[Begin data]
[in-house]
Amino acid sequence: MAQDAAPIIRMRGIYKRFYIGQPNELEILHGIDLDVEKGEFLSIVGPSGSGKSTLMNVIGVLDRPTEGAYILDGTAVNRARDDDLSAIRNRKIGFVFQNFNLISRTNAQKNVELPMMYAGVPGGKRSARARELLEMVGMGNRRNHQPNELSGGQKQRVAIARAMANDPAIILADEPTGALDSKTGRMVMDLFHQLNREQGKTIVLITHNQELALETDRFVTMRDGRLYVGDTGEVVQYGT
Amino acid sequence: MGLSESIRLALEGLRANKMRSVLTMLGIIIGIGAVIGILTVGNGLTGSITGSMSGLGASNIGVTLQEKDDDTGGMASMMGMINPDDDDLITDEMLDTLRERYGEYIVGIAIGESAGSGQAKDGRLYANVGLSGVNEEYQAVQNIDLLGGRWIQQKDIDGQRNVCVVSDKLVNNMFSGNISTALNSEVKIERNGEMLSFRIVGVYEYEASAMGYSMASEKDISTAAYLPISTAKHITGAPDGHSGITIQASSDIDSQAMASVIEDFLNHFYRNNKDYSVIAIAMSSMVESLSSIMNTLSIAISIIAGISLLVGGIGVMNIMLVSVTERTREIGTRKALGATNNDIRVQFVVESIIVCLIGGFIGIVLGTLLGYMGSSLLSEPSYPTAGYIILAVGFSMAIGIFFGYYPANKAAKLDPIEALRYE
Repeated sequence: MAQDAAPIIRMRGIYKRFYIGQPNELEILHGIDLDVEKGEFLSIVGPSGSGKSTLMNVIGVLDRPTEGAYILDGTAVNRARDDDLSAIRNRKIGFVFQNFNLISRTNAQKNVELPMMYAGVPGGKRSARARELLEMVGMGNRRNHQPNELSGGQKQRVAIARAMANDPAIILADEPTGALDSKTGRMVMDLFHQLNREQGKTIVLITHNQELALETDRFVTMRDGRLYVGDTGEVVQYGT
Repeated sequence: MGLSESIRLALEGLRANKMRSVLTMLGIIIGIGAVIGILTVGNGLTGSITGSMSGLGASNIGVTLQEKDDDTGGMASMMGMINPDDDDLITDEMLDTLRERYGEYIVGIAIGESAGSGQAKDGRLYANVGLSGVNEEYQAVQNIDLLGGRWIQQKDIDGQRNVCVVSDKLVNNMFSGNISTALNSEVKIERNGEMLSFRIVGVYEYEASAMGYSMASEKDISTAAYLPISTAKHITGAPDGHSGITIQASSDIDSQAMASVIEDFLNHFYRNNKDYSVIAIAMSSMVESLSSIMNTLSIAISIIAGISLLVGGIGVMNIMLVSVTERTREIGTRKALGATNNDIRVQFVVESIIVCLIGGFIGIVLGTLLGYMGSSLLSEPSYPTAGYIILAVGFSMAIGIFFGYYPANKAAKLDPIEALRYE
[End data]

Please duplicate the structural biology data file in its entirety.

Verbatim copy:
[in-house]
Amino acid sequence: MAQDAAPIIRMRGIYKRFYIGQPNELEILHGIDLDVEKGEFLSIVGPSGSGKSTLMNVIGVLDRPTEGAYILDGTAVNRARDDDLSAIRNRKIGFVFQNFNLISRTNAQKNVELPMMYAGVPGGKRSARARELLEMVGMGNRRNHQPNELSGGQKQRVAIARAMANDPAIILADEPTGALDSKTGRMVMDLFHQLNREQGKTIVLITHNQELALETDRFVTMRDGRLYVGDTGEVVQYGT
Amino acid sequence: MGLSESIRLALEGLRANKMRSVLTMLGIIIGIGAVIGILTVGNGLTGSITGSMSGLGASNIGVTLQEKDDDTGGMASMMGMINPDDDDLITDEMLDTLRERYGEYIVGIAIGESAGSGQAKDGRLYANVGLSGVNEEYQAVQNIDLLGGRWIQQKDIDGQRNVCVVSDKLVNNMFSGNISTALNSEVKIERNGEMLSFRIVGVYEYEASAMGYSMASEKDISTAAYLPISTAKHITGAPDGHSGITIQASSDIDSQAMASVIEDFLNHFYRNNKDYSVIAIAMSSMVESLSSIMNTLSIAISIIAGISLLVGGIGVMNIMLVSVTERTREIGTRKALGATNNDIRVQFVVESIIVCLIGGFIGIVLGTLLGYMGSSLLSEPSYPTAGYIILAVGFSMAIGIFFGYYPANKAAKLDPIEALRYE
Repeated sequence: MAQDAAPIIRMRGIYKRFYIGQPNELEILHGIDLDVEKGEFLSIVGPSGSGKSTLMNVIGVLDRPTEGAYILDGTAVNRARDDDLSAIRNRKIGFVFQNFNLISRTNAQKNVELPMMYAGVPGGKRSARARELLEMVGMGNRRNHQPNELSGGQKQRVAIARAMANDPAIILADEPTGALDSKTGRMVMDLFHQLNREQGKTIVLITHNQELALETDRFVTMRDGRLYVGDTGEVVQYGT
Repeated sequence: MGLSESIRLALEGLRANKMRSVLTMLGIIIGIGAVIGILTVGNGLTGSITGSMSGLGASNIGVTLQEKDDDTGGMASMMGMINPDDDDLITDEMLDTLRERYGEYIVGIAIGESAGSGQAKDGRLYANVGLSGVNEEYQAVQNIDLLGGRWIQQKDIDGQRNVCVVSDKLVNNMFSGNISTALNSEVKIERNGEMLSFRIVGVYEYEASAMGYSMASEKDISTAAYLPISTAKHITGAPDGHSGITIQASSDIDSQAMASVIEDFLNHFYRNNKDYSVIAIAMSSMVESLSSIMNTLSIAISIIAGISLLVGGIGVMNIMLVSVTERTREIGTRKALGATNNDIRVQFVVESIIVCLIGGFIGIVLGTLLGYMGSSLLSEPSYPTAGYIILAVGFSMAIGIFFGYYPANKAAKLDPIEALRYE